This fascinating letter of resignation from an AIG executive appeared in yesterday’s New York Times.
If it hasn’t already become clear to taxpayers, the AIG bonus scandal is a red herring….the real scandal is what our so-called “leadership” in the House, Senate and White House are doing.
Opportunists in Washington, D.C. would much rather redirect all the anger at the folks at AIG, including publishing their names in the public domain, than take responsibility for what they’ve done and what they continue to do.
For those of you who have more time on your hands and really like to drill into these issues, I have also attached a report that came out on March 19, 2009 from The House Committee on Oversight and Governmental Reform (Sidebar: I can see SNL’s Linda Richman, played by actor Mike Myers, using this as a topic for her Coffee Talk show: “Topic: The House Oversight and Governmental Reform Committee neither oversees, nor reforms…Discuss!).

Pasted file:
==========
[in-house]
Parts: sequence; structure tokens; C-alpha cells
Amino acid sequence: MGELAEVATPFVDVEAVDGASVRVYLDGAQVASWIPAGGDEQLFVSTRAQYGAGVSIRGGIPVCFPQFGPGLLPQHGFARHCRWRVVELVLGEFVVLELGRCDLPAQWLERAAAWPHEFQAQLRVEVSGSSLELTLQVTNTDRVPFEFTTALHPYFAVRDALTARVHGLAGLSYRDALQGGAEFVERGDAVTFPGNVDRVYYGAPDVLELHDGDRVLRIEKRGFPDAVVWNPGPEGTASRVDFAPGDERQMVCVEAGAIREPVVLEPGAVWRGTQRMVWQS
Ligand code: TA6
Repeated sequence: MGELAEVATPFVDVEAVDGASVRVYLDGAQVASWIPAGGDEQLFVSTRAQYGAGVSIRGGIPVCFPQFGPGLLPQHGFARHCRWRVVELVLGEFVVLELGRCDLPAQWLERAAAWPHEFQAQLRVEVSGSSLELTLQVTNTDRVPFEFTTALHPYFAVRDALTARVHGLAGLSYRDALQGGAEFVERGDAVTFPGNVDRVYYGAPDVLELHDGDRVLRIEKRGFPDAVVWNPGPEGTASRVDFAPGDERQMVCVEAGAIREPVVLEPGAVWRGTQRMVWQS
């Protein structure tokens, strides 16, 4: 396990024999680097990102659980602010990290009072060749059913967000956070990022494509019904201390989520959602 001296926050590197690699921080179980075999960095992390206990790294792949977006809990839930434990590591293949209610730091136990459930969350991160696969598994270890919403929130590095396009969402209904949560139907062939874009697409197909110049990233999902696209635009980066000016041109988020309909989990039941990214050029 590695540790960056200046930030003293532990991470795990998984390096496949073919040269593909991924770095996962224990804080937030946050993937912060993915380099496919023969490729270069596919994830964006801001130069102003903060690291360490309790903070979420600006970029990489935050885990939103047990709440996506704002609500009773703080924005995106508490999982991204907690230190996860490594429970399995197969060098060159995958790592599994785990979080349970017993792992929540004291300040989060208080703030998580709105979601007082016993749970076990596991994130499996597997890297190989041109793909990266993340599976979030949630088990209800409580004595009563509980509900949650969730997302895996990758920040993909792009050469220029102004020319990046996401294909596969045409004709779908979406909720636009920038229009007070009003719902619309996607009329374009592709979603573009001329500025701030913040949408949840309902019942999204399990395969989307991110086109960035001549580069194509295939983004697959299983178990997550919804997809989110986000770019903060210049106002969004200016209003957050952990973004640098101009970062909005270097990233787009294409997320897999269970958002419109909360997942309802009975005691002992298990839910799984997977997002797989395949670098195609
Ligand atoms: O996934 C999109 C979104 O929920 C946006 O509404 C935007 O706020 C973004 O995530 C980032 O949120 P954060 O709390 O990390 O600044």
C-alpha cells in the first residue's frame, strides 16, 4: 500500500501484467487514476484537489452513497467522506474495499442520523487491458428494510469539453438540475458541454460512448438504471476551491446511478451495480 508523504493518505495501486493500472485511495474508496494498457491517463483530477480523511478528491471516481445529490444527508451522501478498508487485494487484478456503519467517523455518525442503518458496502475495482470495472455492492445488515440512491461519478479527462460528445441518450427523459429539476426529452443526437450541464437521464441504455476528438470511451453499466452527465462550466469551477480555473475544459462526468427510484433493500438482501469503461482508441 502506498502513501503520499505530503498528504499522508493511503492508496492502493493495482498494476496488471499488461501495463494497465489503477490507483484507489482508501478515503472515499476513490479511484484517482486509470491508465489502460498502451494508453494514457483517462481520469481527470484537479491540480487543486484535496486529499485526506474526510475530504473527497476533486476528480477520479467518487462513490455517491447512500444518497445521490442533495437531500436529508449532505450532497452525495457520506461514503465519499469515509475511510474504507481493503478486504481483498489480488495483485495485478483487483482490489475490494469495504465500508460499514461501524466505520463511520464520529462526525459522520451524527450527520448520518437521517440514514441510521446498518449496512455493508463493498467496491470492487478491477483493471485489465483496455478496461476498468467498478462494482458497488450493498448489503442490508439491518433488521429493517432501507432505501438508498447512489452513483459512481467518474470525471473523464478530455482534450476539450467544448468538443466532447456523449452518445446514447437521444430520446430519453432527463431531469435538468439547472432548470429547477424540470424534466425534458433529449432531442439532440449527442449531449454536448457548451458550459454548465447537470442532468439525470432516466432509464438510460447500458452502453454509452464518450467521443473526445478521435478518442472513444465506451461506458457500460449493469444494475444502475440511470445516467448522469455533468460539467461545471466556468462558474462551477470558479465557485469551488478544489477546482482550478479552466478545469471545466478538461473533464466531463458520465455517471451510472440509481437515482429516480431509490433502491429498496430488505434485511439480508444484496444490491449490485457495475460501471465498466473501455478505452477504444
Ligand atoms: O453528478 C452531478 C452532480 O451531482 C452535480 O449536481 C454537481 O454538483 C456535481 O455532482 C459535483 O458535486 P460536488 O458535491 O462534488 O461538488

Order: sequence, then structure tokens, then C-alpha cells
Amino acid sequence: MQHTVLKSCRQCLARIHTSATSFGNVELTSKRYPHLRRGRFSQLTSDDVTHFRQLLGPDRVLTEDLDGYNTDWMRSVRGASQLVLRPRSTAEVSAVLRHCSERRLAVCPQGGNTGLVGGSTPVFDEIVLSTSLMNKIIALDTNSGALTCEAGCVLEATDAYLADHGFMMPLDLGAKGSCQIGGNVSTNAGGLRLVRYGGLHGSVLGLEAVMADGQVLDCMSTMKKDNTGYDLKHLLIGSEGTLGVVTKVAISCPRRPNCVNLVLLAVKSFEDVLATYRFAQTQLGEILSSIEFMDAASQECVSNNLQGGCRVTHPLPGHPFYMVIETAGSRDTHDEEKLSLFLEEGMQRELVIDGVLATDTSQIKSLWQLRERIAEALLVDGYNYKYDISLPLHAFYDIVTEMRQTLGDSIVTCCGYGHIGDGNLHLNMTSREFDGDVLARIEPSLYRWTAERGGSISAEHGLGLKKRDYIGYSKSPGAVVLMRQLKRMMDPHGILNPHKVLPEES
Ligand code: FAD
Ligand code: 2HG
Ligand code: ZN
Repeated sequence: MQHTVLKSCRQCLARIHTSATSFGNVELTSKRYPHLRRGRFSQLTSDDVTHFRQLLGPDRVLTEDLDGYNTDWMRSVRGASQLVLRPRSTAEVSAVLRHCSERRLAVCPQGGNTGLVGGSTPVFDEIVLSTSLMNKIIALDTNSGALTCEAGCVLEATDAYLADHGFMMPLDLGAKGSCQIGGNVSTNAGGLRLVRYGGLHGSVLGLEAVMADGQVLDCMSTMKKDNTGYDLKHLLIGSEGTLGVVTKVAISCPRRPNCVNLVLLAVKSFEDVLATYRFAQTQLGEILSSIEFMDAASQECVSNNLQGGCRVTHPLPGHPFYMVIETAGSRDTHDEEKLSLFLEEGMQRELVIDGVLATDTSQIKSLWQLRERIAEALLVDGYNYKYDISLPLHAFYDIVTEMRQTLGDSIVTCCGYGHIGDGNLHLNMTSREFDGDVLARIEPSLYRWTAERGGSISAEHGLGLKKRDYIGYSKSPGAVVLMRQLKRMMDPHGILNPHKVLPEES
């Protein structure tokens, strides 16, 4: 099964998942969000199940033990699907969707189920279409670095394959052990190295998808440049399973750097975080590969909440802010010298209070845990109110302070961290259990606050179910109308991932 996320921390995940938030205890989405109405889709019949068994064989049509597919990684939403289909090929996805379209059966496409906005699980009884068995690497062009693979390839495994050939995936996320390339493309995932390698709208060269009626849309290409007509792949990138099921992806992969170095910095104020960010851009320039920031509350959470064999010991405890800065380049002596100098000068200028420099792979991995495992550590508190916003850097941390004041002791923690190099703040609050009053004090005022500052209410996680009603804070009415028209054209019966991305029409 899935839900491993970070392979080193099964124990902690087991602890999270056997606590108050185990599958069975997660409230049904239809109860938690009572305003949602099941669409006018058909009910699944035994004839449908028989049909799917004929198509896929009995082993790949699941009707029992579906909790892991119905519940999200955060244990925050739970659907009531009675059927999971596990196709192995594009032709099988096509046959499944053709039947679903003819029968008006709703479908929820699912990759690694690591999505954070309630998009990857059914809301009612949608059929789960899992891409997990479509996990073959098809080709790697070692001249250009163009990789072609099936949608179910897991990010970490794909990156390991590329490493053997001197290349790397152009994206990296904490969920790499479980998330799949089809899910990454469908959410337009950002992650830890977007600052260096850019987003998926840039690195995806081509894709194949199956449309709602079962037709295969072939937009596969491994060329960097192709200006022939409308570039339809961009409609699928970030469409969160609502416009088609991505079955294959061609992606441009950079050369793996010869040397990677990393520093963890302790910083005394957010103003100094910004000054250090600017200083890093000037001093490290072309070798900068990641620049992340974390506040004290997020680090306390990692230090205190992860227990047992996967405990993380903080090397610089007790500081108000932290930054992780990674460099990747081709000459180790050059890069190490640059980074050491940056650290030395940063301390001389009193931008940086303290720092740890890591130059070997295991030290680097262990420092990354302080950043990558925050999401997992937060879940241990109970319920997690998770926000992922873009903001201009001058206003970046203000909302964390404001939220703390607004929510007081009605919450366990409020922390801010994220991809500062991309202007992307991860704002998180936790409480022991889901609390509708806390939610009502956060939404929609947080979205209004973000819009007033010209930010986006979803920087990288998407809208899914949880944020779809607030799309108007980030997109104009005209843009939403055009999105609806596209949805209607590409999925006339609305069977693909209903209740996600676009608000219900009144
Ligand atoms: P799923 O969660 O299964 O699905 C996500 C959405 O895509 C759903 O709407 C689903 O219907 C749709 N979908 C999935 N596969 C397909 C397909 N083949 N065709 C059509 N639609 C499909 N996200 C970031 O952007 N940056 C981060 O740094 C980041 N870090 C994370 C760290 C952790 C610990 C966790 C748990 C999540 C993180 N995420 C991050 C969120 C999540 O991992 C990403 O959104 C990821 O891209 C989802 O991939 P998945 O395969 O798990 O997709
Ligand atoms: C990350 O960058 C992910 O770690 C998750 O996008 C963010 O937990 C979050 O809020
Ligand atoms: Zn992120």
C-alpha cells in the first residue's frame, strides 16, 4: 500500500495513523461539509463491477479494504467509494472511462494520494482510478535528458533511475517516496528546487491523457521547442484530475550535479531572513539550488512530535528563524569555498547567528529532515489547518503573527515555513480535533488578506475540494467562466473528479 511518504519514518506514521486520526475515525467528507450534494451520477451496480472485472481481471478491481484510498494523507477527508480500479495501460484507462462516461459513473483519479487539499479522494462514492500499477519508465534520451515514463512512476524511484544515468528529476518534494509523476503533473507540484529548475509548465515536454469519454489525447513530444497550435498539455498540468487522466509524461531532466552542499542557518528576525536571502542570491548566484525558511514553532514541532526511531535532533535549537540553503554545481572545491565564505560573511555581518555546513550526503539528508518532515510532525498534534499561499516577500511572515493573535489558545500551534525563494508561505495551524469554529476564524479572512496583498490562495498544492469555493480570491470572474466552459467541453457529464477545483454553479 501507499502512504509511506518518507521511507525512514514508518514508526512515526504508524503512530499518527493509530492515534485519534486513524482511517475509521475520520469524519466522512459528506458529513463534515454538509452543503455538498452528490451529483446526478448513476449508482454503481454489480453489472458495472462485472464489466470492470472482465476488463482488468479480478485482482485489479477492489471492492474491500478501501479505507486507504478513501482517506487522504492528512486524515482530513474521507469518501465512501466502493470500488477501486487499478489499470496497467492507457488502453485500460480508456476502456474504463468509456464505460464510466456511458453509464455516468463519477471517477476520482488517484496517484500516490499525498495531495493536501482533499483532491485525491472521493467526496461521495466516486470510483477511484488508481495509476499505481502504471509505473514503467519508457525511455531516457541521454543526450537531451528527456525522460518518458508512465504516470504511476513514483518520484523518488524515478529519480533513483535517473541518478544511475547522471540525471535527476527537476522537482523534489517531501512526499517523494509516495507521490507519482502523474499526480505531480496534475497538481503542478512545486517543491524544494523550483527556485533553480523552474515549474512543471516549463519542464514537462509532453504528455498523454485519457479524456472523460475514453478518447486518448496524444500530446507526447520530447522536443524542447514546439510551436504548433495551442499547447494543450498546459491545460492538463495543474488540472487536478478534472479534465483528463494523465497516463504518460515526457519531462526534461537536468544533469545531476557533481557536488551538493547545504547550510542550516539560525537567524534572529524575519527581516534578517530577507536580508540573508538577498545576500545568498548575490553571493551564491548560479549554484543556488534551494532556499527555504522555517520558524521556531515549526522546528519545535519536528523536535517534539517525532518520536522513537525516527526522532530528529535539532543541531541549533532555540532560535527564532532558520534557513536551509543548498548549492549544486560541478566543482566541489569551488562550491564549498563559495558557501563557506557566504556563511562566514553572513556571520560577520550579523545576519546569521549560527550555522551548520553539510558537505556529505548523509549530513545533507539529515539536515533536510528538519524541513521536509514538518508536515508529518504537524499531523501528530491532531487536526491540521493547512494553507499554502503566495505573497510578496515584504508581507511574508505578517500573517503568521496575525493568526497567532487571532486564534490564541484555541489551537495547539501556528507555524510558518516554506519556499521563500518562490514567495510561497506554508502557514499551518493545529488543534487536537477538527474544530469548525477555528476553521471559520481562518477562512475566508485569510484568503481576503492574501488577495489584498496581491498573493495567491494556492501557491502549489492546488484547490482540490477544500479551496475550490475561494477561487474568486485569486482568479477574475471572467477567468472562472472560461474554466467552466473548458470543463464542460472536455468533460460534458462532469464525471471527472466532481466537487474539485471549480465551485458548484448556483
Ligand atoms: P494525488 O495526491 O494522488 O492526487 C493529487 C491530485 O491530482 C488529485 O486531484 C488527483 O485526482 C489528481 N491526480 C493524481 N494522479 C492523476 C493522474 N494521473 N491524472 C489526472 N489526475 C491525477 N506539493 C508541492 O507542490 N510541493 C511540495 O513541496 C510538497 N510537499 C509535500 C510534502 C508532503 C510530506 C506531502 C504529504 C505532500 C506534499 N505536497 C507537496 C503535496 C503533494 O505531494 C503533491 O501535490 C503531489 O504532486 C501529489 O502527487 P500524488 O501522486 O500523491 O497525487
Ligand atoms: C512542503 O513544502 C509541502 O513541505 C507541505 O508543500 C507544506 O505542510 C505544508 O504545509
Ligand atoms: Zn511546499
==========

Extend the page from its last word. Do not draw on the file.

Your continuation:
Anyway, Ranking Member Rep. Darrell Issa (R – Calif.) apparently didn’t get the memo on how compacent these oversight committees were expected to be and he published a juicy report on the Countrywide scandal, members of Countrywide’s club, “Friends of Angelo,” as in Mozilo, CEO of the company, the shenanigans of Fannie Mae and Freddie Mac and how Congress got paid to fiddle while the financial sector burned. Be careful, you’ll be “a little verklempt” after reading it.
The report runs about 64 pages, so if you still have a job to go to or are concerned that you could develop “shpilkes” in your “geneckteckessoink” after reading something so noxious, here is a Washington Post summary article on it.